How long should a UV light be on in an aquarium?

An aquarium UV steriliser should be switched on and running for 24 hours per day, every day. Exceptions would be setting the tank up before there are any fish in it, adding beneficial bacteria to the water, as UV light kills bacteria, or if you are using a medication that stipulates that UVs should be turned off.

Some marine keepers like to run UV intermittently to allow phytoplankton and zooplankton a chance to feed and travel through the system without getting zapped, but this also allows parasites to do the same, so is non-sensical if you installed a UV on the system to help protect your fish from parasites with free-swimming stages.

But when running a UV for 24 hours per day, make a record of when it was fitted, as the bulbs will need to be changed every 6 or 12 months, depending on the bulb brand and the manufacturer’s recommendations. Some fish wholesalers and retailers routinely change all their UV tubes every six months, to ensure that they are always performing at their optimum.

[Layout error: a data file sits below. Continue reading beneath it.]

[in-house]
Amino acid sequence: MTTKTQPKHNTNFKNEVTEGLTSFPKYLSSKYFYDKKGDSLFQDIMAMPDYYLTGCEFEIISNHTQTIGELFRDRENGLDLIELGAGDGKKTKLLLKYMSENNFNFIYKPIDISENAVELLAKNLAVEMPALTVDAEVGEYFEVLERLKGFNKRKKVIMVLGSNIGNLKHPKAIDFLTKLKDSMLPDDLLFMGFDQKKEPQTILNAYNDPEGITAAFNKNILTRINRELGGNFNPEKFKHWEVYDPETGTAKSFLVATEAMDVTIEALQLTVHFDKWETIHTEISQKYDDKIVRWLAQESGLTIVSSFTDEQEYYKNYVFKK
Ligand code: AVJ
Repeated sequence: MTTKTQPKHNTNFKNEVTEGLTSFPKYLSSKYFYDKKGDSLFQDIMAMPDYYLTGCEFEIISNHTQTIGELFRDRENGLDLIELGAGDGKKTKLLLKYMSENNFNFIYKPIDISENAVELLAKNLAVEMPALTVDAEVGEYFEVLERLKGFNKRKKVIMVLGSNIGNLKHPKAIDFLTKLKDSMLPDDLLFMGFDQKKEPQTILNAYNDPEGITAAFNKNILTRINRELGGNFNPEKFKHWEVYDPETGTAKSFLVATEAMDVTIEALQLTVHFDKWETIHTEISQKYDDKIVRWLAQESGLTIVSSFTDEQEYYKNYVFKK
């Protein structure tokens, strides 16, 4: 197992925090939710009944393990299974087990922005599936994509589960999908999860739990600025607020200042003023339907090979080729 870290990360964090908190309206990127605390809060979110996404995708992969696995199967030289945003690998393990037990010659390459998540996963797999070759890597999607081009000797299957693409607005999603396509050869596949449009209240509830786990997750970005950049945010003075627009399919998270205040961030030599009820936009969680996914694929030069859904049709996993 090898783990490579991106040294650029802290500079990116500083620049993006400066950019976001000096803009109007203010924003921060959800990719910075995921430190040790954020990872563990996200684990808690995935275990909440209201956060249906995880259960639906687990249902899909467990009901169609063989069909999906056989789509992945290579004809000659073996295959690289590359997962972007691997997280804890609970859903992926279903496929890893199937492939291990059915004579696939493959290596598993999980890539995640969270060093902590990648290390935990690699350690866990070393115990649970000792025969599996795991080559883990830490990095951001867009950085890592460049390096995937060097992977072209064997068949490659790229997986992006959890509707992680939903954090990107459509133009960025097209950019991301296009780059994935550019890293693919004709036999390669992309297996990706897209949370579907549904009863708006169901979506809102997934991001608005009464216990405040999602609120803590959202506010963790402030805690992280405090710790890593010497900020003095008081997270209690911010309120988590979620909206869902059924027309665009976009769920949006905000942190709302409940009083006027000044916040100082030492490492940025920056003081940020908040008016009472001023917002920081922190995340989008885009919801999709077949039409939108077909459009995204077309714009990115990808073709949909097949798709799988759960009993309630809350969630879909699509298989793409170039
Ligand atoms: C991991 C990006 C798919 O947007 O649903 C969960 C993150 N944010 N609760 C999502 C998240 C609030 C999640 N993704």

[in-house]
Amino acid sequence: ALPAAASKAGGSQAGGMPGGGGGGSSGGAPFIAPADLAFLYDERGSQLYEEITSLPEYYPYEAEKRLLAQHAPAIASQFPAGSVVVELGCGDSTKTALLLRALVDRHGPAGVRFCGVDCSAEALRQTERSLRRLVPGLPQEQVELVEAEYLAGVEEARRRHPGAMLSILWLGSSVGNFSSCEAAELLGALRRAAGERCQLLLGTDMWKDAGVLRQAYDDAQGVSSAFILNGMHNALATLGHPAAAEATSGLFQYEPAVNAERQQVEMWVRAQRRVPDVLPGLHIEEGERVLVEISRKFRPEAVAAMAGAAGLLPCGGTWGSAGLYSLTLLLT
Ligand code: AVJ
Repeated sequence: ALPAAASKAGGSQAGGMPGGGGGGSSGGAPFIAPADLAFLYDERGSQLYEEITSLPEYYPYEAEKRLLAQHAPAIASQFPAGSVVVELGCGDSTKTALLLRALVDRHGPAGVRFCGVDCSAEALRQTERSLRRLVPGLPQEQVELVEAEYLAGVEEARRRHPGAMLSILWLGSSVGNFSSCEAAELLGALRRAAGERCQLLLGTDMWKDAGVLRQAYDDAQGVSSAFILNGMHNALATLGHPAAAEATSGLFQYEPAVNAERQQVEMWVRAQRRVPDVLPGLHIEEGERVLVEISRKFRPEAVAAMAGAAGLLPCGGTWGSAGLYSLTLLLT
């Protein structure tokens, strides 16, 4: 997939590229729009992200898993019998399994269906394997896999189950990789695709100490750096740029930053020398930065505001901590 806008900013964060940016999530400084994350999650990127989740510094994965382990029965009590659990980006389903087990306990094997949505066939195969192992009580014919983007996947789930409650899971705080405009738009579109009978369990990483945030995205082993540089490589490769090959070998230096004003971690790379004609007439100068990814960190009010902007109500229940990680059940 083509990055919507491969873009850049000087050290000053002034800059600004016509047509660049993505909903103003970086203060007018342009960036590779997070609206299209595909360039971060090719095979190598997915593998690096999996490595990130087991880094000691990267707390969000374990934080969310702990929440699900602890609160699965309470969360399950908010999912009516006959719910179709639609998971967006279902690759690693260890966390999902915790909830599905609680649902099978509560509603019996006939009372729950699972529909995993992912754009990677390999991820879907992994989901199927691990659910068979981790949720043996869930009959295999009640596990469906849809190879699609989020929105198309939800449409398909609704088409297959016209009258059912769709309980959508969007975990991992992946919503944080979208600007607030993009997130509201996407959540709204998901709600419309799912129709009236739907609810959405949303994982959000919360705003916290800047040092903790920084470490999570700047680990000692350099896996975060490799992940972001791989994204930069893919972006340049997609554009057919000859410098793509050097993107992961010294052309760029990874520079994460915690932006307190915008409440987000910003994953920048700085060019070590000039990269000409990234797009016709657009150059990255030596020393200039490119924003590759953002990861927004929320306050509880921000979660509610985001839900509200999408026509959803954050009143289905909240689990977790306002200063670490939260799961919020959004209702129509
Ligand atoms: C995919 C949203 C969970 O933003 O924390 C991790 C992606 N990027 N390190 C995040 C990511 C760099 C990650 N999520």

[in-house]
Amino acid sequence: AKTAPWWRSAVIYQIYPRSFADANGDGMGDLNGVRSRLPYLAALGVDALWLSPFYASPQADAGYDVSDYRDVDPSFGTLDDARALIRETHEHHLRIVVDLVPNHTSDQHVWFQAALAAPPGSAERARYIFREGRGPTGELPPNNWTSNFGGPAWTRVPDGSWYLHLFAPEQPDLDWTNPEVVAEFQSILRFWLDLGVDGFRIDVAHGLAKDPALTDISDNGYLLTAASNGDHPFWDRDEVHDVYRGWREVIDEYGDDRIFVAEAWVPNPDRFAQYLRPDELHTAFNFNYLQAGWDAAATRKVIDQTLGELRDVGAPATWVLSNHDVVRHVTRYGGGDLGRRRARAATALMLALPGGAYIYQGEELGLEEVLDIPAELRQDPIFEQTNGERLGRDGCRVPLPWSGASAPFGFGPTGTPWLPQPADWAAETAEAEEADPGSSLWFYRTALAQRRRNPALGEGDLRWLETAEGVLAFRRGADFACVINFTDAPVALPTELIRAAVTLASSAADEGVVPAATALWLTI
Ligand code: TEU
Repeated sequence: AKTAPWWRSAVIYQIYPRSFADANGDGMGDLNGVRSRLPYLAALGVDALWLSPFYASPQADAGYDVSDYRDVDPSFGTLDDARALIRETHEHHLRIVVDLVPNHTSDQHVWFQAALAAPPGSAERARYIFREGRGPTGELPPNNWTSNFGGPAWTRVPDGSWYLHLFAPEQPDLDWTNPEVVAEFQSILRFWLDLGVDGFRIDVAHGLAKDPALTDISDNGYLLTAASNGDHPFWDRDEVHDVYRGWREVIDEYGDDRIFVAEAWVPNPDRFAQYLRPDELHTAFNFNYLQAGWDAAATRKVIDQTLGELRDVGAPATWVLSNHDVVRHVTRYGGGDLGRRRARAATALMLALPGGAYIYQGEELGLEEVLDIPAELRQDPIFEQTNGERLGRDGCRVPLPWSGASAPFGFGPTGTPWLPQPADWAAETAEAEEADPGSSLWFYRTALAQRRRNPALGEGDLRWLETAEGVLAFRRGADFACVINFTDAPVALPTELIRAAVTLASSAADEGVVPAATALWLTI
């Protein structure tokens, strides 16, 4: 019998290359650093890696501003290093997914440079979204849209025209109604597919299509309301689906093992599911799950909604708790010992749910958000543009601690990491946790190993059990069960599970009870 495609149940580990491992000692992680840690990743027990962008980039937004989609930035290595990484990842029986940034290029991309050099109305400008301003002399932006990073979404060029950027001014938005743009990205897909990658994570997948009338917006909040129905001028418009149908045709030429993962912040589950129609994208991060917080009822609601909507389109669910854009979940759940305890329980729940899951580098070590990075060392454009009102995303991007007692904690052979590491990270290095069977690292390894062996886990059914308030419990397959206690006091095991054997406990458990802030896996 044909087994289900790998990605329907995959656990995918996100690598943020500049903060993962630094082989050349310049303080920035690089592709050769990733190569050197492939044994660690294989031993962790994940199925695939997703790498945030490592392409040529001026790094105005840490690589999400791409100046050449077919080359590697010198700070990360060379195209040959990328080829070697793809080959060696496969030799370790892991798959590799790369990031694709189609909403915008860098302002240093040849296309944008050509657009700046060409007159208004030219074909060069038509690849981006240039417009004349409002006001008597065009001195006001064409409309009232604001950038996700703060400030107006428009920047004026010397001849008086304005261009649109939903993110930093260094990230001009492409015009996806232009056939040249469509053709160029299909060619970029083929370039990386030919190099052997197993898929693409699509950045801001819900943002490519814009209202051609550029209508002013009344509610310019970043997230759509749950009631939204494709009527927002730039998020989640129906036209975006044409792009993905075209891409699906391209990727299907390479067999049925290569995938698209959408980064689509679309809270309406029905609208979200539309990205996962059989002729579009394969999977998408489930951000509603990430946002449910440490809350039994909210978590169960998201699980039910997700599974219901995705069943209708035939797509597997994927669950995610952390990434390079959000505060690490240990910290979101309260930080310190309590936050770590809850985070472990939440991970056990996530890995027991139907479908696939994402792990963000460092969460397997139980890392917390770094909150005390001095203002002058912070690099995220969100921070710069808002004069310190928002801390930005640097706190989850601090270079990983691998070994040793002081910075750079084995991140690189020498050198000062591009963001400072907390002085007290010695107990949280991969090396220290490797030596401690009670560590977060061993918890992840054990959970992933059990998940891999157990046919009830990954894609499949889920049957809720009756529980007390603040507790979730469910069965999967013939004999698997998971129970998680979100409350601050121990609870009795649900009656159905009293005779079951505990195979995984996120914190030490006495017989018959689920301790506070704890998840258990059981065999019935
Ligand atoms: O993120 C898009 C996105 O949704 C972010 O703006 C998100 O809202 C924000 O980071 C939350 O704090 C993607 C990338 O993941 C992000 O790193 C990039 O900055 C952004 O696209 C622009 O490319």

When changing a bulb it’s also important to clean the quartz sleeve as its a clear barrier between the light and the water, and if it gets covered in limescale or dirt, the light cannot penetrate as effectively. 

Increase contact time

Most aquarium owners run too much water, too quickly through their UV sterilisers. With UV its all about contact time so to be effective on unicellular algae or large parasites the water should pass close to the bulb, and flow along the entire length of the bulb slowly.

The more time spent next to the UV rays, the more effective they are at damaging anything that flows past them. If you have a powerful pump and have no choice but to put 1000lph plus through an aquarium UV steriliser, always choose the largest model and the highest rating in watts, that you can.  

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Jeremy Gay is an author and freelance aquatic specialist. A former editor of Practical Fishkeeping magazine, he offers a wealth of experience on all things aquarium and pond.


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